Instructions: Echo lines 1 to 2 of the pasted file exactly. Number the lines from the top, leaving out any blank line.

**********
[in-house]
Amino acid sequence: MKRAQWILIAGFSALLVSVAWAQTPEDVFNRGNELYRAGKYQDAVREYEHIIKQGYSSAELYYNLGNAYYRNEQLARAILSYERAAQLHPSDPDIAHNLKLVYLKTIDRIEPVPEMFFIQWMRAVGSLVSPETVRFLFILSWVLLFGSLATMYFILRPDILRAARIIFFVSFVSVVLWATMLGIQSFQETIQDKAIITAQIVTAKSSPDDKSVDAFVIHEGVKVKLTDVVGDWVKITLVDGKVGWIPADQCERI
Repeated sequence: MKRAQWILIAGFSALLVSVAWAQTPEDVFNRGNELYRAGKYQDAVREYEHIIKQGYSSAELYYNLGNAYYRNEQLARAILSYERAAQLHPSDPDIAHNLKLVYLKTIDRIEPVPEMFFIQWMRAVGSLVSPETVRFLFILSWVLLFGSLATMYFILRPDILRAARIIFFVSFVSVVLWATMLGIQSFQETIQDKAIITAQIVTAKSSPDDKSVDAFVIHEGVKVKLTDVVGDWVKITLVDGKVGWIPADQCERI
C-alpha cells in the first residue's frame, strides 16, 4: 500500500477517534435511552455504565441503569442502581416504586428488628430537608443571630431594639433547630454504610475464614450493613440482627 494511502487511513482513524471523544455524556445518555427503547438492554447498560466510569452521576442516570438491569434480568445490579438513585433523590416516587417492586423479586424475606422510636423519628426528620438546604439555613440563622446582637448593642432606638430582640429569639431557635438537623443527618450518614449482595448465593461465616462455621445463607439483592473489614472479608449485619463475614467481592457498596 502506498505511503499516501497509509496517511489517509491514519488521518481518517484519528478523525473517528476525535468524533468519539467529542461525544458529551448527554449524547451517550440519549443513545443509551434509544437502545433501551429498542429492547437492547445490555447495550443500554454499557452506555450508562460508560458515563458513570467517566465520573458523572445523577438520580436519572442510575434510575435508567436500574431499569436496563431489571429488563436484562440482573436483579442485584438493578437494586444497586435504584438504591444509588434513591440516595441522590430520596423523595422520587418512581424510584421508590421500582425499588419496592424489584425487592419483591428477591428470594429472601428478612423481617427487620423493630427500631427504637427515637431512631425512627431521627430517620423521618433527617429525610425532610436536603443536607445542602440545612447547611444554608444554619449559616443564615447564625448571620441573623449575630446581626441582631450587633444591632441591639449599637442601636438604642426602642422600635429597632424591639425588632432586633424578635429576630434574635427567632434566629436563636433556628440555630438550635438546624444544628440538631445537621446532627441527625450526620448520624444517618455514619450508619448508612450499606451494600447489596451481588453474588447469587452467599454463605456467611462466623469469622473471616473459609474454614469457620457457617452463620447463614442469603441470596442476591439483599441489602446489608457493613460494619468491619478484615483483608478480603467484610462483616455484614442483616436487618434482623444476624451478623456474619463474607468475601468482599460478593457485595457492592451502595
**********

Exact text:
[in-house]
Amino acid sequence: MKRAQWILIAGFSALLVSVAWAQTPEDVFNRGNELYRAGKYQDAVREYEHIIKQGYSSAELYYNLGNAYYRNEQLARAILSYERAAQLHPSDPDIAHNLKLVYLKTIDRIEPVPEMFFIQWMRAVGSLVSPETVRFLFILSWVLLFGSLATMYFILRPDILRAARIIFFVSFVSVVLWATMLGIQSFQETIQDKAIITAQIVTAKSSPDDKSVDAFVIHEGVKVKLTDVVGDWVKITLVDGKVGWIPADQCERI